Are children adopted as infants able to form secure attachments?

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Answered by: Lauren, An Expert in the Raising Children Category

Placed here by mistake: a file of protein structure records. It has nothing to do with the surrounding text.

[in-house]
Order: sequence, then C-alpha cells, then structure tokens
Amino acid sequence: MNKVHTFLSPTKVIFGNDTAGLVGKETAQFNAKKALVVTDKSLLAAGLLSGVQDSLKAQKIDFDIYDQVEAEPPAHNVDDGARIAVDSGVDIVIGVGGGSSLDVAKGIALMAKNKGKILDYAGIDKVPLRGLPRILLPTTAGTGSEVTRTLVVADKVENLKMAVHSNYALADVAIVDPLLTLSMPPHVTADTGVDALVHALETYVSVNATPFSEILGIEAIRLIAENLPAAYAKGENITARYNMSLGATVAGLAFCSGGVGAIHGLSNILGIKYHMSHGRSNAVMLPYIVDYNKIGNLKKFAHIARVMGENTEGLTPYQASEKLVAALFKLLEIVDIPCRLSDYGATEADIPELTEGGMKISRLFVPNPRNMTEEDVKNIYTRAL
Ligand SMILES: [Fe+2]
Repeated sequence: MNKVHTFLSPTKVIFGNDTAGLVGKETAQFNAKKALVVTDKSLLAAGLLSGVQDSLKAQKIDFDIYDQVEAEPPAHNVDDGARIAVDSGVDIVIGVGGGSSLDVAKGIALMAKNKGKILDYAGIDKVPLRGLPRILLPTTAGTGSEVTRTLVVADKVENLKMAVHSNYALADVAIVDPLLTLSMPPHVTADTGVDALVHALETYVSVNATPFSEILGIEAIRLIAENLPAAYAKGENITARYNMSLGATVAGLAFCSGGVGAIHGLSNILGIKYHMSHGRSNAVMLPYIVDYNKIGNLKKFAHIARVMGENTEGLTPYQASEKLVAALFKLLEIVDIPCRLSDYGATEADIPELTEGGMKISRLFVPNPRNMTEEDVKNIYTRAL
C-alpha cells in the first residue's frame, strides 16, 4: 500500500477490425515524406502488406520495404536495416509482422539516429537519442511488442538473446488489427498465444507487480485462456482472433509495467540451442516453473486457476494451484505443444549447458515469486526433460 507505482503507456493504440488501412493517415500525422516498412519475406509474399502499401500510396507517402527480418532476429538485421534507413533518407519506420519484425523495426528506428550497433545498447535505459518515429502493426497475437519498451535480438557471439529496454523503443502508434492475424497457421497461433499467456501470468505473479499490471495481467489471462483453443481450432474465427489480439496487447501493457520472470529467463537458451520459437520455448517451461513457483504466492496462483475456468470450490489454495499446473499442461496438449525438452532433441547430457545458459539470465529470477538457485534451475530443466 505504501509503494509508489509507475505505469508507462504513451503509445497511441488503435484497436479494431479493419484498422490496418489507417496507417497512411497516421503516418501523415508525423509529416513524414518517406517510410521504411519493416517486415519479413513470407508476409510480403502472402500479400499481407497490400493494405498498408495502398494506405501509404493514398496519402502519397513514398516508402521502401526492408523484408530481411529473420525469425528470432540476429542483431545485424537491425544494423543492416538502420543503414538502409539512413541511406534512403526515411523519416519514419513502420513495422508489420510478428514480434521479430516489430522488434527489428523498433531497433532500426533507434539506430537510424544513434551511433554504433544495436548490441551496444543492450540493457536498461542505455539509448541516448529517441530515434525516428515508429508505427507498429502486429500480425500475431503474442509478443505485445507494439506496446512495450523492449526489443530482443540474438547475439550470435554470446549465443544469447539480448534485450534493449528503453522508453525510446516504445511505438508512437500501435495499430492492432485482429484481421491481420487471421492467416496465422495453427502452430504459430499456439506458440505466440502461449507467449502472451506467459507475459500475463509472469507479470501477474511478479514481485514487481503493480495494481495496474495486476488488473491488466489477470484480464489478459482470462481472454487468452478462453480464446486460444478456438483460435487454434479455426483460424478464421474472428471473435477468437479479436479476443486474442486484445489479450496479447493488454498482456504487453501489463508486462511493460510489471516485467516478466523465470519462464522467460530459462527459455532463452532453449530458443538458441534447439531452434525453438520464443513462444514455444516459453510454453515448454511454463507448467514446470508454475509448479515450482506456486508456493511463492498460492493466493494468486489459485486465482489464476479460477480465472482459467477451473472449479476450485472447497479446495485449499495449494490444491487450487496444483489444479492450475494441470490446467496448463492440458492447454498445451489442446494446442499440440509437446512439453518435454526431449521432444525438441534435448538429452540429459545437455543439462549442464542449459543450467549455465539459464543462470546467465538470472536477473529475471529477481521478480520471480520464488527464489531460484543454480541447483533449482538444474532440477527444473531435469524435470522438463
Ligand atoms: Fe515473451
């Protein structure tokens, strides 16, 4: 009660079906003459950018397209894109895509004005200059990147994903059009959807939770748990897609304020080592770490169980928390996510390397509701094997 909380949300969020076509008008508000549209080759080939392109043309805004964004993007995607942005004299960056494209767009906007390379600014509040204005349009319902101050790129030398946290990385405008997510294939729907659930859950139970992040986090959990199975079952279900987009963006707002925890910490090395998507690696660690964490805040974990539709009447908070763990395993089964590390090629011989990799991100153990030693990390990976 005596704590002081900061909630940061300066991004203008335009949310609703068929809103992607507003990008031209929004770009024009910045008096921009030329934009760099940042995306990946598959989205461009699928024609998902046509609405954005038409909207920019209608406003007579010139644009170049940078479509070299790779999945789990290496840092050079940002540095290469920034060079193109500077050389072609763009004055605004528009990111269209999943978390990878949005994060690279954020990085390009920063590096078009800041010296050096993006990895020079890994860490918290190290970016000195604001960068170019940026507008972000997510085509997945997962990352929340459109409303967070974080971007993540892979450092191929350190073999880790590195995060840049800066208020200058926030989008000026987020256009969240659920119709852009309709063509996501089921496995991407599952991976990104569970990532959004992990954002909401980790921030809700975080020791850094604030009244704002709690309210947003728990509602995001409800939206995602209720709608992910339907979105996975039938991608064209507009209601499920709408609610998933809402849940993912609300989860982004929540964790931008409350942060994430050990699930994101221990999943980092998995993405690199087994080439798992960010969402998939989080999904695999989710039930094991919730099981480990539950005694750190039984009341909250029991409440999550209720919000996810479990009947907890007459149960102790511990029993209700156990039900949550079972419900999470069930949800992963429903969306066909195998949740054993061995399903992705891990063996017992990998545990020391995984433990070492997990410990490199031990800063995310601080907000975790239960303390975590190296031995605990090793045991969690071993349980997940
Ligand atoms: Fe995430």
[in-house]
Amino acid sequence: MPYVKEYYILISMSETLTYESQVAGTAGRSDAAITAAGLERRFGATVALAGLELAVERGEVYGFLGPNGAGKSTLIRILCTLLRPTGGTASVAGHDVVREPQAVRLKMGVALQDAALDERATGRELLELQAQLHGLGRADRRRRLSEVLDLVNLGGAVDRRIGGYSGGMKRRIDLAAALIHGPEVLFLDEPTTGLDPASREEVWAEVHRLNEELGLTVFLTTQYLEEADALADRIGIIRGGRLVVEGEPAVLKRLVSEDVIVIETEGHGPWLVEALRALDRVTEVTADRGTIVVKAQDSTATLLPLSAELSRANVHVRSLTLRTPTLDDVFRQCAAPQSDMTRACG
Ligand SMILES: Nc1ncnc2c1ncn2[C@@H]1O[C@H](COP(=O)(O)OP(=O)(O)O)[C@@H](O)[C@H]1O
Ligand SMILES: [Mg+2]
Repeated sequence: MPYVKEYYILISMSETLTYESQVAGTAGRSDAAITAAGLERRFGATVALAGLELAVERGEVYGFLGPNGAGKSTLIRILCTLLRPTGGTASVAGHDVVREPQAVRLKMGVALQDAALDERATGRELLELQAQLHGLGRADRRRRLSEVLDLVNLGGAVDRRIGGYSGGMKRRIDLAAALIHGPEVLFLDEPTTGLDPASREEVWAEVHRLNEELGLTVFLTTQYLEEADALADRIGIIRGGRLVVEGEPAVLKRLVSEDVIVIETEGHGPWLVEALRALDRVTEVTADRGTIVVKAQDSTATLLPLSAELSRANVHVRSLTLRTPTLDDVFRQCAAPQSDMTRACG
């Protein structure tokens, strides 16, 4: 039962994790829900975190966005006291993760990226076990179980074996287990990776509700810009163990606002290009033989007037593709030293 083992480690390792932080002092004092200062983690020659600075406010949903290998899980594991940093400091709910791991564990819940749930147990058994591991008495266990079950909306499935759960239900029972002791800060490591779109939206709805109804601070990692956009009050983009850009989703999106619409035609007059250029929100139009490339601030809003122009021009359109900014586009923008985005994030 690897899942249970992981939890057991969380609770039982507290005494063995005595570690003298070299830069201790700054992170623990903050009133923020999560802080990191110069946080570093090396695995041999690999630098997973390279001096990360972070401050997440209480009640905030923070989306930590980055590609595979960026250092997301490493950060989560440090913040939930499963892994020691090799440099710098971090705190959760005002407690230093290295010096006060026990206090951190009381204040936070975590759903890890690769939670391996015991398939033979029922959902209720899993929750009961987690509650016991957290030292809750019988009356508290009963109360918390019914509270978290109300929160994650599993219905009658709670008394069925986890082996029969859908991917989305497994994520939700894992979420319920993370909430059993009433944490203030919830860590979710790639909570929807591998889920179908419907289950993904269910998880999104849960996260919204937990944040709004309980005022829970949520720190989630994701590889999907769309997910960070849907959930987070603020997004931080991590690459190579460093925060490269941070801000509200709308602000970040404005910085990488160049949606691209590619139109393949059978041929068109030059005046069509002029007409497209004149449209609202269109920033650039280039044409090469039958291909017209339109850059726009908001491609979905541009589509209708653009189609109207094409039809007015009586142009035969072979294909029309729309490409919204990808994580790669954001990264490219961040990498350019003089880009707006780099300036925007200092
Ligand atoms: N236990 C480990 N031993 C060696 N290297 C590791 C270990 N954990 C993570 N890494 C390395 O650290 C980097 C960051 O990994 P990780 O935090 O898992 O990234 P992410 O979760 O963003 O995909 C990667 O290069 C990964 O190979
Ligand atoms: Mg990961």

When care is consistent and sensitive to an infant's needs, the child begins to trust others. As the infant begins to see others as trustworthy and dependable, the infant develops a sense of security and begins to see his or her self as worthy of receiving such care. This leads to the ability of the child to form a secure attachment to his or her caregiver. Through this bond, the child internalizes this concept and assimilates that experiences and relationships outside of the care-giving relationship will also be fulfilling and are worth pursuing. Therefore, the cognitive and emotional development will be healthy and the child will be able to form healthy social relationships. Conversely, a lack of bonding can have the opposite influence on the child's development of security and how he or she trusts others or values his or her self. This will lead to an insecure attachment between the child and his or her caregiver. Therefore, the cognitive and emotional development will be poor and the will will not be able to form healthy social relationships. In sum, the relationship between the caregiver and the infant is the foundation for the expectations the child has of others, as well as the child's self. This serves as the child’s first relationship and will serve as the example for all of the child’s future relationships. When focusing on the affects adoption has on children adopted as infants, despite the consistent love and support provided by nurturing adoptive parents, even children adopted at birth, never being institutionalized, demonstrate emotional disturbances and behavioral problems. Statistically, adopted children have more difficulty academically and socially, have a higher rate of juvenile delinquency, a higher rate of sexual promiscuity, and are more likely to run away than non-adopted children. This cannot be solely attributed to a dysfunction on the part of the adoptive parents, but is instead may be by a primal wound that develops from removing the infant from the birth mother in which the infant formed a profound bond during the nine months spent in the birth mother's womb and then continued to form immediately after birth. If that bonding is interrupted by the infant being permanently separated from the birth mother, it causes a sense of abandonment that negatively impacts their emotional development. Children adopted as infants internalize this feeling of being unwanted by their birth mother and it negatively impacts their self-esteem and trust of others. The trauma of being removed from their birth mother is suffered by all adopted children, and that experience will have an effect on the relationships they form with others. If this early experience of loss is understood and treated as such for the child, a healthy emotional development in the child is attainable. Consistent care that is sensitive to the adopted child's needs can heal the mistrust the adopted child may feel towards others, and help the child form a positive self-worth. This leads to the capability of the child to develop a loving relationship with the caregivers and others.

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